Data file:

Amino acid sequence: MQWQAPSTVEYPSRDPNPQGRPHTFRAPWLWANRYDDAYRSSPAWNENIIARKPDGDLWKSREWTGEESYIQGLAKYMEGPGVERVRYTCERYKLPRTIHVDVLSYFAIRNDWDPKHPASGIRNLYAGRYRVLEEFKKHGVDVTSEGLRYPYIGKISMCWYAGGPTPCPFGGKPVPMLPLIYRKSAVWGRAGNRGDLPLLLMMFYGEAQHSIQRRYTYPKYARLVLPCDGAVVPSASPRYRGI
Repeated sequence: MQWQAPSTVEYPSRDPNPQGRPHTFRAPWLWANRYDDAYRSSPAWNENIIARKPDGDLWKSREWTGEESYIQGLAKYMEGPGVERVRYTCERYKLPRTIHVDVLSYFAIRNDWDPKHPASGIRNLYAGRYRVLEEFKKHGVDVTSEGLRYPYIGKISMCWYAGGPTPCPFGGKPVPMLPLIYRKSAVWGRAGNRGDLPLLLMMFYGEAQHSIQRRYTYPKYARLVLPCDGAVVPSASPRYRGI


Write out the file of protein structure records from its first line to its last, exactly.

Amino acid sequence: MQWQAPSTVEYPSRDPNPQGRPHTFRAPWLWANRYDDAYRSSPAWNENIIARKPDGDLWKSREWTGEESYIQGLAKYMEGPGVERVRYTCERYKLPRTIHVDVLSYFAIRNDWDPKHPASGIRNLYAGRYRVLEEFKKHGVDVTSEGLRYPYIGKISMCWYAGGPTPCPFGGKPVPMLPLIYRKSAVWGRAGNRGDLPLLLMMFYGEAQHSIQRRYTYPKYARLVLPCDGAVVPSASPRYRGI
Repeated sequence: MQWQAPSTVEYPSRDPNPQGRPHTFRAPWLWANRYDDAYRSSPAWNENIIARKPDGDLWKSREWTGEESYIQGLAKYMEGPGVERVRYTCERYKLPRTIHVDVLSYFAIRNDWDPKHPASGIRNLYAGRYRVLEEFKKHGVDVTSEGLRYPYIGKISMCWYAGGPTPCPFGGKPVPMLPLIYRKSAVWGRAGNRGDLPLLLMMFYGEAQHSIQRRYTYPKYARLVLPCDGAVVPSASPRYRGI